Recent obituaries on the death of Sandy Berger, Clinton’s national security advisor, prompted a return to the Kargil War. Sandy Berger apparently defused an India-Pakistan nuclear crisis during the war, quite like another national security official, Robert Gates, had done once previously in 1990. Alongside, excerpts from an Indian war correspondent’s just released memoirs of the period also make a mention of the nuclear dimension to the conflict.
Reportedly, Brajesh Mishra went over to Europe to suggest Americans use their good offices with the Pakistanis to wind up their intrusions in Kargil, or else India would use all measures to evict them. The hint was that India may require crossing the Line of Control (LC) and, following its 1965 War footsteps, would not necessarily restrict itself to the LC sector. This could provoke a nuclear response from Pakistan, necessitating nuclear retaliation by India. The scenario impressed Clinton enough to persuade Nawaz Sharif to call back the Pakistani intruders. The rest as they say is history.
The Kargil War prompted a rethink in India at both levels: conventional and nuclear. However, there was a mismatch between the two. While at the conventional level, India went on to a proactive and offensive doctrine, at the nuclear level it promised ‘massive’ – city busting – nuclear retaliation. A conventional offensive could prompt a Pakistani nuclear counter, leading to reflexive escalation on India’s part that would insensibly put its own cities at risk.
This would have been sustainable in case the conventional offensive was made a remote possibility by measures such as meaningful talks over conflict triggers such as Kashmir. However, while the talks did get underway, as the then Pakistani foreign minister Khurshid Kasuri’s memoirs testify, they could not be sustained and eventually were derailed by Mumbai, 26/11.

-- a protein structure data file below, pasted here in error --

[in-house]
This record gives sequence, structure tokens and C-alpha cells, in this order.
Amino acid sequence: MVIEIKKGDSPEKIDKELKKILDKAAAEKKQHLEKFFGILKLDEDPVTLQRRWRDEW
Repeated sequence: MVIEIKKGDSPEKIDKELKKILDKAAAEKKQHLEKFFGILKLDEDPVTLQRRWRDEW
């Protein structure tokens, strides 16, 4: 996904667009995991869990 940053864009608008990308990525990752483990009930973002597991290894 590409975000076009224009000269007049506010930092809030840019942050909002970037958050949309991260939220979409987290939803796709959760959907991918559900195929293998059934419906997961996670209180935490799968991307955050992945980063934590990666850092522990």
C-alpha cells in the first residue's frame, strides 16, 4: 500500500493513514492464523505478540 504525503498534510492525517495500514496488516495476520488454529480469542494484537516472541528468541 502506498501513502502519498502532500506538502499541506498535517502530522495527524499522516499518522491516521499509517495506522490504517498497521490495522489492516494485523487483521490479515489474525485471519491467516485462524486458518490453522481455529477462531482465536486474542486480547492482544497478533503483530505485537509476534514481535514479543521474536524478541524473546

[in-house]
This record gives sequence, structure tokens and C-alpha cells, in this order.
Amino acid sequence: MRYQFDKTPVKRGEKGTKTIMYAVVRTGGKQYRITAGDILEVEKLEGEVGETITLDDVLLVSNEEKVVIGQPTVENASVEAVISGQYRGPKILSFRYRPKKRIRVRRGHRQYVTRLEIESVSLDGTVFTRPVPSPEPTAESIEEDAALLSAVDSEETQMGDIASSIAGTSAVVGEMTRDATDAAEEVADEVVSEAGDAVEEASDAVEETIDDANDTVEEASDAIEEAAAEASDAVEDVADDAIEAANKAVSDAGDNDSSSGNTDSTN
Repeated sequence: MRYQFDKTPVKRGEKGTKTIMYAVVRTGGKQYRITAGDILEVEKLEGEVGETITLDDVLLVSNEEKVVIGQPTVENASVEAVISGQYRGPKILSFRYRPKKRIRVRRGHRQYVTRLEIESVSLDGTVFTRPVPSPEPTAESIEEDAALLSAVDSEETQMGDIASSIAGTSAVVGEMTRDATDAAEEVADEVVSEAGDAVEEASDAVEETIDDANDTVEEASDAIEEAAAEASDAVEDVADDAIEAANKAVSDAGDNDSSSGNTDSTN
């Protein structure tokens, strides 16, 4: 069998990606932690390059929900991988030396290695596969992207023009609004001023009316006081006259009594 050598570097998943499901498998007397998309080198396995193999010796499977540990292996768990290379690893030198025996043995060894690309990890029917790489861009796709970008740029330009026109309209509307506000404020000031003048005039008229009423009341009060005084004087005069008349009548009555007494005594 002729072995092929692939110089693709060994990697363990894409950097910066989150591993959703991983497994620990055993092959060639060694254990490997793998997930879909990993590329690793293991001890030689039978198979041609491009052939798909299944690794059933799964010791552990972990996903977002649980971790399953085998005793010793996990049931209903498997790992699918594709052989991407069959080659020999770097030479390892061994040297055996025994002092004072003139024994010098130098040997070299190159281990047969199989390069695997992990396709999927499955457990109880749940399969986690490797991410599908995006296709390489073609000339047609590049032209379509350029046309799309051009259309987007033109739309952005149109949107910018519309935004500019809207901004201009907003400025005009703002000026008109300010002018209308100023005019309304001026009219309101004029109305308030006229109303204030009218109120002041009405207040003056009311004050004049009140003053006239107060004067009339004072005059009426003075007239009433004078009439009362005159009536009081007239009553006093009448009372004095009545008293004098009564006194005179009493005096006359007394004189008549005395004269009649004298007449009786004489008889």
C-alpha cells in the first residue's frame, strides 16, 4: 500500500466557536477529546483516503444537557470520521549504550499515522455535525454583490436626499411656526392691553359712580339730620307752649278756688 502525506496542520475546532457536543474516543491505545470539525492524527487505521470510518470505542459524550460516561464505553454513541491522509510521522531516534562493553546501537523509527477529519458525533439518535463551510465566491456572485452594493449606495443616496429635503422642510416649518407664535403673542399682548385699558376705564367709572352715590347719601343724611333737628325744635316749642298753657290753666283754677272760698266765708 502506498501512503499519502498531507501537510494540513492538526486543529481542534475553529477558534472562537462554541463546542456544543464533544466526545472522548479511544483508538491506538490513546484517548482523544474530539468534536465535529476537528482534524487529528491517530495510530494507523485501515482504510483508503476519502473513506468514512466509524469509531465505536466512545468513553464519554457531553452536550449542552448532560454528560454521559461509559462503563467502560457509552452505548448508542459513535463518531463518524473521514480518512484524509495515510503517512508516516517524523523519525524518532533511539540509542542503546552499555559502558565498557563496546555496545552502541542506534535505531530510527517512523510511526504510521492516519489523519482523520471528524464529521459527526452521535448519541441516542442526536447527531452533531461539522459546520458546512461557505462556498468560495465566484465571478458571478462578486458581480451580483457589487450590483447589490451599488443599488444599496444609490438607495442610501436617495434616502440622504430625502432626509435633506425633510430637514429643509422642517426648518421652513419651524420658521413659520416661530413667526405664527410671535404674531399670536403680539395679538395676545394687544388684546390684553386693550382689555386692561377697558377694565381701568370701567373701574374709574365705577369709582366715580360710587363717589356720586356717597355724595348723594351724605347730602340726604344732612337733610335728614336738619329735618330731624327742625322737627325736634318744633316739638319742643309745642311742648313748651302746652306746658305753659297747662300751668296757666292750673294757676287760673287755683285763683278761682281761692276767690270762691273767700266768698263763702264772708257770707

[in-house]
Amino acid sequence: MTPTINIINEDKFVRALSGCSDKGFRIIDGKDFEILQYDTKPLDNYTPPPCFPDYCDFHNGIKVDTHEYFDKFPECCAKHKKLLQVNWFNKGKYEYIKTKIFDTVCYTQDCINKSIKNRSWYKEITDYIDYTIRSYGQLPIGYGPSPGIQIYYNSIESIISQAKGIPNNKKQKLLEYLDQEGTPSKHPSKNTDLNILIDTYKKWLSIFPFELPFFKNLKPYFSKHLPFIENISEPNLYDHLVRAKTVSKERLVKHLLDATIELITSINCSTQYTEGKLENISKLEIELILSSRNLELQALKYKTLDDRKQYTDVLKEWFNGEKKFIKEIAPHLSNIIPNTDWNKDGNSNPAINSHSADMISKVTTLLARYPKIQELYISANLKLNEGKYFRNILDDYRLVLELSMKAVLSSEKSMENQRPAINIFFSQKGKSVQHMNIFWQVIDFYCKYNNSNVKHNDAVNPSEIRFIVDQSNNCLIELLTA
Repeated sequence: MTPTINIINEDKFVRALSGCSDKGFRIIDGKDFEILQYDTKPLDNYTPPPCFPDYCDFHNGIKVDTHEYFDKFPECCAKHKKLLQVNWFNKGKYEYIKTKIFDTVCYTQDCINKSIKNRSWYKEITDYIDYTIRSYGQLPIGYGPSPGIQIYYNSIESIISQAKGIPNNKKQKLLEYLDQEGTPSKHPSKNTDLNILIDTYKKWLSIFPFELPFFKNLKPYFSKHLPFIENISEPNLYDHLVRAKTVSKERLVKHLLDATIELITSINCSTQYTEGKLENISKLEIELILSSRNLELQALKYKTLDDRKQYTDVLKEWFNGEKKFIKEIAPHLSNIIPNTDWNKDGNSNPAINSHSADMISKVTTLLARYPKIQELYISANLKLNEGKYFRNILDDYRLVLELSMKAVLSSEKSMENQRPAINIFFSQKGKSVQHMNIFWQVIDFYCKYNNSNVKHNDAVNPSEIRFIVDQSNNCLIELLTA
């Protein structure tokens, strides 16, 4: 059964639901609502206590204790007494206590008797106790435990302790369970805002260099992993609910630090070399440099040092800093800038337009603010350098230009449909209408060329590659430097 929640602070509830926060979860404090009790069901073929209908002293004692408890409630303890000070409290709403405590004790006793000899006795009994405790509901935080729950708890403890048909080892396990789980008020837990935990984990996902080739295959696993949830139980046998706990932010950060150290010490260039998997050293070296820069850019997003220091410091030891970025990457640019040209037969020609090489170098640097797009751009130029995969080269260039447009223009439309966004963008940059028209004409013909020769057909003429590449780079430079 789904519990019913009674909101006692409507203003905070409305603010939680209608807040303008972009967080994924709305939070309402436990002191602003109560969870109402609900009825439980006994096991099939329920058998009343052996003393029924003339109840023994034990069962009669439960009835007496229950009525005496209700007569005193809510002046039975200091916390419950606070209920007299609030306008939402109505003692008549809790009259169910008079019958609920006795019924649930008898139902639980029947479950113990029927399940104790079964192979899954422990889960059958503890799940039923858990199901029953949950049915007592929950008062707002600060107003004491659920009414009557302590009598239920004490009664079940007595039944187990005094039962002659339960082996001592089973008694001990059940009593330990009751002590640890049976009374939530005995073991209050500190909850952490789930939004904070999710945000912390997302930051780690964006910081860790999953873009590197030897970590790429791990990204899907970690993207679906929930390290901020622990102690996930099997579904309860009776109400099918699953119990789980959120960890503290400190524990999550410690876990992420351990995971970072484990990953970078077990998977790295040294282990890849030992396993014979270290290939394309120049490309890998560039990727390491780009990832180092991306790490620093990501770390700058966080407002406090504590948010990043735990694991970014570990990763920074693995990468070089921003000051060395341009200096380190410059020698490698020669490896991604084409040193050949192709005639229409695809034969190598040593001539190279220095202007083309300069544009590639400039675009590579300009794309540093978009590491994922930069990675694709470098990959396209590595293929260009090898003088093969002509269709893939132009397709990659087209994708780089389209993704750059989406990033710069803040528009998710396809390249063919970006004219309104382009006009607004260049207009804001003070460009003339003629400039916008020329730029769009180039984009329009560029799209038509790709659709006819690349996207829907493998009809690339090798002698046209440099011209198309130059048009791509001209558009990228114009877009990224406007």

The latest Exercise Drad Sankalp has all the hallmarks of nuclear dangers: ‘decisive manoeuvres by mechanized forces on ground in harmony with utilization of the Third Dimension (air power (added)) to ensure complete dominance of the battlefield.’ The highlighted phrases would tend to trigger Pakistan’s nuclear card, officially pointed out finally by its foreign secretary only this September.
The mention of ‘integrated theatre’ concept the finds mention in the press note suggests that the manouvers appear to be prepared for such an eventuality. What the phrase means is that even though the Pakistani frontage has three geographic commands arrayed, they are capable of fighting as one, as was the case in the 1965 War in which General Harbaksh Singh was the de-facto theatre commander. While in 1965, the war was brought to an end with General JN ‘Mucchu’ Chaudhuri pleading lack of artillery ammunition, the integrated theater concept also entails integrated logistics, implying that India could rely on its depth in resources to continue the war despite its going nuclear.
India is evidently still fighting the last war. Deterrence wonks would have it that this ability will strengthen deterrence by implying ‘escalation dominance’, an ability to prevail even if Pakistan goes nuclear and at any level of nuclear exchange(s). However, the Chennai floods bring home that this does not hold for the civilian front. It would be wishful to believe that the civilian front will remain unscathed in war.